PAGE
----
When the women asked where Acosta would be taken, the soldiers merely ordered them to leave. Dacles and the rest of the Bay?ang group were compelled to leave Acosta with the soldiers and went straight to the port.
An Order to Kill Acosta
After his arrest, the soldiers led by a 2nd Lieutenant Jacob Madarang told Acosta that he would be taken to the headquarters of the Charlie Company of the 34th Infantry Batallion in Barangay Blanca Aurora. They walked all the way through stretches of rocky and muddy terrain, and during the journey, Acosta heard Madarang inform his superiors that they had arrested him.
It was then, Acosta said, that he realized that Madarang was being ordered to kill him.
“I immediately got the drift of the said conversation. It seemed that Madarang was being told not to bring me anymore to the Company headquarters, but just to ‘get rid’ of me instead. Madarang, on the other hand, was sort of lobbying or politely insisting that it was wiser to bring me to headquarters for interrogation as he strongly felt that that they could extract from me some valuable information. After the phone call, Madarang told his men that they would take me to the Charlie Company HQ in Blanca. He also commanded a soldier to tie me by the waist before we marched again,’ he said.
After an hour and a half, Madarang ordered one of his men to give Acosta his jacket.
“At first I thought of it as some simple gesture of humanitarian concern on the part of the young lieutenant. As soon however as we entered a village center (this was the barangay immediately before Barangay Blanca), I found out what the jacket was really all about. The soldier behind me who was also the one holding my leash suddenly placed his right arm upon my shoulders. The act made it appear that this soldier and me were casually walking like pals as the platoon passed through the dimly lit streets of the village. The platoon had to make sure that no one in the barrio saw the unit with a captive,” he said.
The soldiers and Acosta arrived at the military headquarters around 9:00 p.m. and Acosta was turned over to higher military authorities. He was told that he should be grateful that they let him live because he could have been shot and killed instead and the account reported as the result of an encounter with rebels.
For the next few hours, Acosta was subjected to interrogation. He reminded the military of his rights and said that his arrest, detention and interrogation were all beyond the bounds set by law.
“I said that if they are in any way contemplating on charging me with something, then they should just bring me to the nearest police detachment and that I would urgently be needing the assistance of my lawyer,” he said. The military dismissed his requests .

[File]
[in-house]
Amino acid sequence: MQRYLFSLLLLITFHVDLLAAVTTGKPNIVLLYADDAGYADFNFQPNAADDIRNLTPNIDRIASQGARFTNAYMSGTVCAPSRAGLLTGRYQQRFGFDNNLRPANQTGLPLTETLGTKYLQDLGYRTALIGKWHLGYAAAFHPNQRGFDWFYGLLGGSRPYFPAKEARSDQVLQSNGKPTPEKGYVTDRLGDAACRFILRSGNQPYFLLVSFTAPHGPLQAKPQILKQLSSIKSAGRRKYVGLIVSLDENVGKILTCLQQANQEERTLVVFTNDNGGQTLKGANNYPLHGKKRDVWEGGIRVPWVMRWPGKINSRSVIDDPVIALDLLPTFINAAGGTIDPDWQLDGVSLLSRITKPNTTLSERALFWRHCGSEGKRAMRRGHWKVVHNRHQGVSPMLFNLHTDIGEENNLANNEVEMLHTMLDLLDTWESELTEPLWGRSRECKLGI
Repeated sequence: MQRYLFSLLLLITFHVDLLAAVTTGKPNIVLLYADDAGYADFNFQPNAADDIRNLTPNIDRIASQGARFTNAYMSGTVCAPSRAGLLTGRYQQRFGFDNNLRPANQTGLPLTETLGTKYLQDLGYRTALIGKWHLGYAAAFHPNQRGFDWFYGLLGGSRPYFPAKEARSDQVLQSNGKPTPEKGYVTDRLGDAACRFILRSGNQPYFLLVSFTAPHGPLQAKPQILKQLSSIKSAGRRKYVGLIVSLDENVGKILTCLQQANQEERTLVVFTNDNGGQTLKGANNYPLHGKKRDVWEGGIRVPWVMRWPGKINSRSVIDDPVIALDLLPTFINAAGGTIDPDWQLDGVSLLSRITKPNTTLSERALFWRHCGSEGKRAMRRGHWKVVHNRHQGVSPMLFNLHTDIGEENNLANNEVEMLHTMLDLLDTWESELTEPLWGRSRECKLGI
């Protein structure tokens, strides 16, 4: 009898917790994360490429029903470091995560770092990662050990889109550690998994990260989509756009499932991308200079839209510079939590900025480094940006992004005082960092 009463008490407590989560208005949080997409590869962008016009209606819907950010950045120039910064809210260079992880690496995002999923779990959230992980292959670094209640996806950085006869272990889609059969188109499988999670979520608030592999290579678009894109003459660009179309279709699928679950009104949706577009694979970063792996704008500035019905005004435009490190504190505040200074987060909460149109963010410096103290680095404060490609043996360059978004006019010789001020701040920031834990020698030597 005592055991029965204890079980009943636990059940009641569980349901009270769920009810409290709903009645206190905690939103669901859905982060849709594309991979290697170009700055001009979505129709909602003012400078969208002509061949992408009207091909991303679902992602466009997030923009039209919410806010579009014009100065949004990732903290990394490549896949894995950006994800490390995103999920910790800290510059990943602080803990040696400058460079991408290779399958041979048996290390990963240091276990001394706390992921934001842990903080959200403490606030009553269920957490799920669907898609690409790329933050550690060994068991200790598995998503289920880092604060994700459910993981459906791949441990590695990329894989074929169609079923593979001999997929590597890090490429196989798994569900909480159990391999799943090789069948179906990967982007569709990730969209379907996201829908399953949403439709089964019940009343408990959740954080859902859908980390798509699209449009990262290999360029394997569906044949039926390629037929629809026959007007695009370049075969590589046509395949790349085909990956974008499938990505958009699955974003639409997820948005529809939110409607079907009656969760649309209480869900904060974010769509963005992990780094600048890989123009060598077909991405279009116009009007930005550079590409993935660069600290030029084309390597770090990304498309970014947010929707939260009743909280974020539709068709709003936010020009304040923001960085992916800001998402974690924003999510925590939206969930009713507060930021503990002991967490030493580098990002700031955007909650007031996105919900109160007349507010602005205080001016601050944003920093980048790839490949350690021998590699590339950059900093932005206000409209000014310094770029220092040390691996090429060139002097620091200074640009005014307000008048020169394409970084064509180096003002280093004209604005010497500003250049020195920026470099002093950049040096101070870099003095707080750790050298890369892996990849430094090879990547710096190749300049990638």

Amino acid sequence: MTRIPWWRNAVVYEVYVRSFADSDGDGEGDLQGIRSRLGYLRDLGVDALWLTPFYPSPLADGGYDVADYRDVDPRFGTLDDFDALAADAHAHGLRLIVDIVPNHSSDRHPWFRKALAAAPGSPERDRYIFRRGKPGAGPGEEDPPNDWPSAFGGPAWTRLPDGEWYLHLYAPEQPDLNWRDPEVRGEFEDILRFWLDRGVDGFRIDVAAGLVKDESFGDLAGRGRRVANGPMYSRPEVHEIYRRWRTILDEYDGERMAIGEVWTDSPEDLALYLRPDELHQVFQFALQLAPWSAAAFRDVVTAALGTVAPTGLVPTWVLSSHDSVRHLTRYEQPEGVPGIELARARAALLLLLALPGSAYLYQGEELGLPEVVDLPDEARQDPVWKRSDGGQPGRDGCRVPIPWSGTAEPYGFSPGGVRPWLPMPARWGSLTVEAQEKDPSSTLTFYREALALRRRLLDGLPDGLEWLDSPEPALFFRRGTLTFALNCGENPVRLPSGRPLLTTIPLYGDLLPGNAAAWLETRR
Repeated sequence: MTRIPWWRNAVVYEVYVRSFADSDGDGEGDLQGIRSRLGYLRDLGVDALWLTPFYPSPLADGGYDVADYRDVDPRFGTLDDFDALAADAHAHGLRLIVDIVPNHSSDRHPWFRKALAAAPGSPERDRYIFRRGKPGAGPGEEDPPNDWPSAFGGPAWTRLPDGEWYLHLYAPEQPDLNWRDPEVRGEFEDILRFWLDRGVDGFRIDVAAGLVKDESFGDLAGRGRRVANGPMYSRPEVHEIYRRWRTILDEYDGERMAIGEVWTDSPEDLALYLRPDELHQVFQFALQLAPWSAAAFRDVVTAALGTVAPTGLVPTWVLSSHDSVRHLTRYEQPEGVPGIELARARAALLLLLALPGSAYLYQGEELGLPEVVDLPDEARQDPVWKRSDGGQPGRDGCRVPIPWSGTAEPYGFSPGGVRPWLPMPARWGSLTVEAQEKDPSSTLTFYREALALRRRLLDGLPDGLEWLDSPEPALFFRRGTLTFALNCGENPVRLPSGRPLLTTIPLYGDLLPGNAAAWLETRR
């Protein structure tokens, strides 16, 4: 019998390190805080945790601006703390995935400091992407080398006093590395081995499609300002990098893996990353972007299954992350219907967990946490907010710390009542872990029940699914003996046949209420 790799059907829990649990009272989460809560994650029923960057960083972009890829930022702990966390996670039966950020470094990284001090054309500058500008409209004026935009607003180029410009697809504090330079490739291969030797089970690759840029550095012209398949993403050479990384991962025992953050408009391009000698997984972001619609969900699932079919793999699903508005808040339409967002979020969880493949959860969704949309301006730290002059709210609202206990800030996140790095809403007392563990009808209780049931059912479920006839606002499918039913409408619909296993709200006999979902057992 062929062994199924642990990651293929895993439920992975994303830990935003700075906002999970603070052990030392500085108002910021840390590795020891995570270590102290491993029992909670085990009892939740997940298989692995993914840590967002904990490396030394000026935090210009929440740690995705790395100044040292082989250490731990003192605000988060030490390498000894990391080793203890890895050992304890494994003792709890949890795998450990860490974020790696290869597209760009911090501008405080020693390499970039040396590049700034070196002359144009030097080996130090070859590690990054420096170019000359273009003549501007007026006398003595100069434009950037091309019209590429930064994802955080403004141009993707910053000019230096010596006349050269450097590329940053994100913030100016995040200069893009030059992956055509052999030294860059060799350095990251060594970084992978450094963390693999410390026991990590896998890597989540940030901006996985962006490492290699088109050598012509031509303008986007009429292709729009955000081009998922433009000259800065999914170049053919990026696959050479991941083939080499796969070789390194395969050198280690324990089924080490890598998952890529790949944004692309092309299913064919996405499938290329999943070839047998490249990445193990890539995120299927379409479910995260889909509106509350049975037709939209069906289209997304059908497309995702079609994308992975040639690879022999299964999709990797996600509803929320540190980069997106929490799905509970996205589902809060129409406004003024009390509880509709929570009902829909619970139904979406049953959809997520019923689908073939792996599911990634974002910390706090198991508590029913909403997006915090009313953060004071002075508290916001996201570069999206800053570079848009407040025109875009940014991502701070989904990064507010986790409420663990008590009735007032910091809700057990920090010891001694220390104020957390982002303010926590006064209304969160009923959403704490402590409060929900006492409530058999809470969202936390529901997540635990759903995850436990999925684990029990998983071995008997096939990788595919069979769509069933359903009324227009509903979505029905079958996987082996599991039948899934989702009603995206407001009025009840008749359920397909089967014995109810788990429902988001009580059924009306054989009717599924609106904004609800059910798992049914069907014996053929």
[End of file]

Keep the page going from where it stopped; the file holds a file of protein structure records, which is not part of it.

By Acosta’s account, the interrogation by at least eight military officials who took turns began 10:30 p.m. on the day of his arrest and ended only on 6:00 pm of February 15. In the intervening 44 hours, he was only allowed two hours of sleep and only because his interrogators themselves already got too tired and sleepy.
On February 15, Acosta was taken to the San Jorge Municipal Police Headquarters in a SUV. It was there that the soldiers produced a grenade. They proceeded to report to the PNP that the grenade was Acosta’s and that he tried to attack soldiers with it when he was arrested.
After the PNP, the soldiers took Acosta to Gandara Hospital to be examined by a medico?legal practitioner.
On February 16 at 7:30 a.m., Acosta was made to go through a blotter procedure. The police made him fill up some forms, took his fingerprints and mug shots. After 30 minutes, military officials led by a colonel arrived and took Acosta to the Calbayog City Hall of Justice . He was handcuffed.
During the entire time when he was being charged, no one among the military explained to him what he was being accused of. When he ventured to ask, he was shouted at.
A police official asked if it was legally possible for Acosta to be handed back to the military under some special custodial arrangements. It was then that Acosta made sure to speak out.
“I made sure that my voice was loud and clear for all the employees in that big office to hear. I stood up and said that the idea was highly irregular and definitely illegal. I then drew their attention toward the colonel and his men by pointing at their group while saying that these men in civilian clothes were the soldiers and officers who illegally arrested me and are now my complainants, and I would never allow them to take me into custody,” he said.
One of the employees told Lucero that I could not be brought back to the military and the best alternative was to bring me to the sub?provincial jail. Acosta then insisted on being allowed to make a phone call to his family in Metro Manila, saying that the San Jorge PNP had previously denied him the right to do so. The same employee told Lucero to take Acosta to the Public Attorney’s Office (PAO).
Acosta was able to call his mother, but it was a short phone call and then he was taken to the sub?provincial jail where he was remitted. He later learned that a Complaint for Illegal Possession of Explosives was filed against him before the Regional Trial Court of Calbayog City at 10:30 a.m. of February 16, 2011.
Advocacy for the Peasantry
The peasant organization Kapawa Western Samar has in the meantime vouched for Acosta, denouncing his arrest and calling for his immediate release.The group said that that the military arbitrarily arrested Acosta and filed baseless charges of illegal possession of explosives.